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ESPN takes in-depth look at Brooklyn Nets as a team and as a franchise. Not pretty

Brooklyn Nets

Woe is us.

ESPN, using all manner of analytics and surveys, offers a double-barreled look at the Nets as a team and as a franchise and finds both wanting.  Actually, "disastrous" might be a better word.

The two stories, written by Mike Mazzeo, project the team's record, based on's new CARMELO "Career-Arc Regression Model Estimator with Local Optimization" player projection system.  According to FiveThirtyEight, a political and sports prognosticator, the Nets will wear a mere 25 games.

Basically, Mikhail Prokhorov may be better off tossing some loose millions into a fountain of hope rather than recklessly spending it on the Nets during their so-called "bridge year". In a time where advanced numbers and analytics claim they can predict players and teams' on-court success, hope seems to be the only thing Nets fans have to cling onto.

After being called "putrid", "pocket lint", and "the NBA's most boring team," the minimal expectations on the Nets continue to decrease in dramatic measure

Mazzeo, providing copy to go with the numbers, looks at all the Nets key players and offers this...

Missing the playoffs could prove to be a massive embarrassment, given that the Boston Celtics own Brooklyn’s unprotected first-round pick in 2016. Imagine if the Celtics scored the No. 1 overall selection out of the NBA draft lottery. Maybe it’s best not to. But here’s a potential reason for optimism: The Nets could have upwards of $40 million in cap space heading into next summer. At least that’s something, assuming an outside free agent wants to take their money.

The worst part of the Nets roster situation? Jarrett Jack, according to the CARMELO.  "CARMELO thinks very poorly of Jarrett Jack, and the fact that he’ll be starting for the Nets is one sign that this will be a tough year for Brooklyn fans," writes Mazzeo.

If that wasn't bad enough, ESPN the Magazine has the Nets ranked as No. 111 in its list of 122 pro sports franchises, down 35 from last year ... and its roster at No. 120, two from the bottom. It's based on a survey of North American fans.  San Antonio ranks No. 1.  Only two NBA teams rank lower, the Nuggets at 119 and (thank God), the Knicks at No. 121. The Toronto Maple Leafs ranked dead last.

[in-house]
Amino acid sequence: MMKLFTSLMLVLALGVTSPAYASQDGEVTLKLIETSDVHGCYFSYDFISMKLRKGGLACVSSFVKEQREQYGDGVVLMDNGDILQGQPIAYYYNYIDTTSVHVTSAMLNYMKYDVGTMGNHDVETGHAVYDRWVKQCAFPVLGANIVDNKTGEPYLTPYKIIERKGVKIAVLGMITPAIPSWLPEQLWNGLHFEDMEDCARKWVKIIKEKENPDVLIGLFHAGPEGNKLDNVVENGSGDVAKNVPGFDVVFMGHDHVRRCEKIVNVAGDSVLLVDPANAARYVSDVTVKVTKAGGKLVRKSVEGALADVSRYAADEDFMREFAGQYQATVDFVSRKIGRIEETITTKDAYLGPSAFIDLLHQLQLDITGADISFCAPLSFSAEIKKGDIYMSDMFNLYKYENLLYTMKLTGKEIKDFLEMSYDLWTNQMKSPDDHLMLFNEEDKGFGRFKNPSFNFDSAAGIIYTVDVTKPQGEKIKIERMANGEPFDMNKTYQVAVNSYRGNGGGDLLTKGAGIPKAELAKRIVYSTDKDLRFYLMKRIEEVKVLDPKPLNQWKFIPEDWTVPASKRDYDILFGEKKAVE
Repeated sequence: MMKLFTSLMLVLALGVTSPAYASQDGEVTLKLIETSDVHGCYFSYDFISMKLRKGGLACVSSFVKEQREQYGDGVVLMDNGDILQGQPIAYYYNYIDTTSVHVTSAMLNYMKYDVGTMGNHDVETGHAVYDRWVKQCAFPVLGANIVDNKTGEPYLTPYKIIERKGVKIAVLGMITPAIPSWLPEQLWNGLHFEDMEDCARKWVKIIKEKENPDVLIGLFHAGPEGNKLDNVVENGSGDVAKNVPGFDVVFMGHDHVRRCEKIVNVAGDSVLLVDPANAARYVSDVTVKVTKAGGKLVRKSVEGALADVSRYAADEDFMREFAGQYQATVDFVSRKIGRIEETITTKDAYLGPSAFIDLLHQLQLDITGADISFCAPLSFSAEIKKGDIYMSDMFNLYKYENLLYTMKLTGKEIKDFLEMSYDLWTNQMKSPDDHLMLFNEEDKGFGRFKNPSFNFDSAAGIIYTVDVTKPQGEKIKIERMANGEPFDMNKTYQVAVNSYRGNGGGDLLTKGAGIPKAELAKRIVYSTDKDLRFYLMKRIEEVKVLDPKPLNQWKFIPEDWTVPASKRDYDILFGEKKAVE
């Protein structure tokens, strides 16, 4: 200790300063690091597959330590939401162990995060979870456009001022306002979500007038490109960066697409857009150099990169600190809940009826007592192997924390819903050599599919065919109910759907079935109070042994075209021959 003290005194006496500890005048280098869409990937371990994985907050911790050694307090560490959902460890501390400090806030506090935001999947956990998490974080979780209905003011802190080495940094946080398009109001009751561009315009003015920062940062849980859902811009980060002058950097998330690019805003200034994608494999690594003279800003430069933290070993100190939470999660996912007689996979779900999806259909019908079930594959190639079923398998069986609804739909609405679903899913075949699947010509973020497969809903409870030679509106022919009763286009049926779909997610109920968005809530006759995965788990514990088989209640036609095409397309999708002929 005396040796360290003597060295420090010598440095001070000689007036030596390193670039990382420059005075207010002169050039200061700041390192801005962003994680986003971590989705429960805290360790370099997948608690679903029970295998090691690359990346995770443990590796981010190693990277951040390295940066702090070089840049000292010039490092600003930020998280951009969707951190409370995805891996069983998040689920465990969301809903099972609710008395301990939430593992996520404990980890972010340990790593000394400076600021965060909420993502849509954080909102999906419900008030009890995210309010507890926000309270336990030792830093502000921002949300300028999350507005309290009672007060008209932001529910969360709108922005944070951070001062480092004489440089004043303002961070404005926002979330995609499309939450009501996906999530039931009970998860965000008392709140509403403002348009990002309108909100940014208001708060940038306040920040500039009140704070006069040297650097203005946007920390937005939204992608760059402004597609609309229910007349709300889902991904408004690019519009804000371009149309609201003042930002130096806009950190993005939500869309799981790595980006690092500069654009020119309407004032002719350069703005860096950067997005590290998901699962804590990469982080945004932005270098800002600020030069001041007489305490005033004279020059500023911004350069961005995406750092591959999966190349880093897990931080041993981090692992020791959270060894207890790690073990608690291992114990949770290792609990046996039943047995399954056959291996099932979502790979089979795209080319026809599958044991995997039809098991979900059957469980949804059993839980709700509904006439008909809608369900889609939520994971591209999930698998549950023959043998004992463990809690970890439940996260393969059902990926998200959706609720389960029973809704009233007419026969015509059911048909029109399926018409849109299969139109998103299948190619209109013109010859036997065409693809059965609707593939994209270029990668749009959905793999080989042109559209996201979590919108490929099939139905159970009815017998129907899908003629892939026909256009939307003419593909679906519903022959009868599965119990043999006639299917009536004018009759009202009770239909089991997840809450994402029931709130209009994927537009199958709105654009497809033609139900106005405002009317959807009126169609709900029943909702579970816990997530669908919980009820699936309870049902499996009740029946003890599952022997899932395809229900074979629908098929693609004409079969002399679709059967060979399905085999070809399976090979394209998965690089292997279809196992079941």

Mazzeo again...

What's bad?

Almost everything, but it starts on the court, where the players are ranked 120th among 122 franchises in sports. Gone are Deron Williams, Kevin Garnett and Paul Pierce, the cornerstones of a would-be contending roster. Brook Lopez is back, but as the leader of a team that would likely land in the lottery if it hadn't given up multiple draft picks to acquire a fading KG and Pierce from Boston.

According to the survey --a polling of 1,014 sports fans across North America-- the Nets rank No. 106 in "fan relations;" 105 in "affordability" and 78 in "stadium experience."   Their co-tenant, the Islanders, actually jumped 43 places in part because of their improvement on the ice --and their move from Nassau Coliseum which ranked 122 and dead last in 2014-2015.

After posting a triple-digit number five times in a six-year span, the Isles have their best ranking since coming in at No. 57 in our inaugural standings in 2003.

Read 'em and weep ... or whatever.  Or you can watch Henry Abbott and David Thorpe discuss that the Nets could be the worst team in the world or NBA or something.

But not everyone in the punditry biz thinks all is lost ... nor are they all enamored of deep stats.  Lang Whitaker of thinks there's a possibility the Nets slip into the playoffs.

The Nets are trying to do that most difficult of tricks: rebuilding without bottoming out. It won't be easy, but then, in the Atlantic Division they may be able to remain competitive while they reboot.

Pretty basic.